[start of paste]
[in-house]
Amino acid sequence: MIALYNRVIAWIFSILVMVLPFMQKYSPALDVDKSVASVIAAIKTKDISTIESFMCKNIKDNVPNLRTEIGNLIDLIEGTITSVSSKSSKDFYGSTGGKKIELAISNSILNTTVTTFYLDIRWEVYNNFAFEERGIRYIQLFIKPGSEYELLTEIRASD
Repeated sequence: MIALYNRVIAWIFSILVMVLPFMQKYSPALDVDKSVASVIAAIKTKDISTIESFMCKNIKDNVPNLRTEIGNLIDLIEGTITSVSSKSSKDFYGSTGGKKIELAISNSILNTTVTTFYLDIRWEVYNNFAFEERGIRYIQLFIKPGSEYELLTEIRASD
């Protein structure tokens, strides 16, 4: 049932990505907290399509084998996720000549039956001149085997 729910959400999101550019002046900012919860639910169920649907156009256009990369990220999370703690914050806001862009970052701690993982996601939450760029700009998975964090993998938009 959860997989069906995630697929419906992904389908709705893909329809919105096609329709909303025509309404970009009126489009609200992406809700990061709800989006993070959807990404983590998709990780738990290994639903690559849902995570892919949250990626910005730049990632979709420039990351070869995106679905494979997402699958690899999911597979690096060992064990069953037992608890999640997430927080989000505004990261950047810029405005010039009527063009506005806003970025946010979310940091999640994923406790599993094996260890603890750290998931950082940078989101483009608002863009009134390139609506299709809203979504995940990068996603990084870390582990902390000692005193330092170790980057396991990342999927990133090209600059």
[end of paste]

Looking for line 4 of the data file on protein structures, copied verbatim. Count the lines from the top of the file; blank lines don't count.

């Protein structure tokens, strides 16, 4: 049932990505907290399509084998996720000549039956001149085997 729910959400999101550019002046900012919860639910169920649907156009256009990369990220999370703690914050806001862009970052701690993982996601939450760029700009998975964090993998938009 959860997989069906995630697929419906992904389908709705893909329809919105096609329709909303025509309404970009009126489009609200992406809700990061709800989006993070959807990404983590998709990780738990290994639903690559849902995570892919949250990626910005730049990632979709420039990351070869995106679905494979997402699958690899999911597979690096060992064990069953037992608890999640997430927080989000505004990261950047810029405005010039009527063009506005806003970025946010979310940091999640994923406790599993094996260890603890750290998931950082940078989101483009608002863009009134390139609506299709809203979504995940990068996603990084870390582990902390000692005193330092170790980057396991990342999927990133090209600059």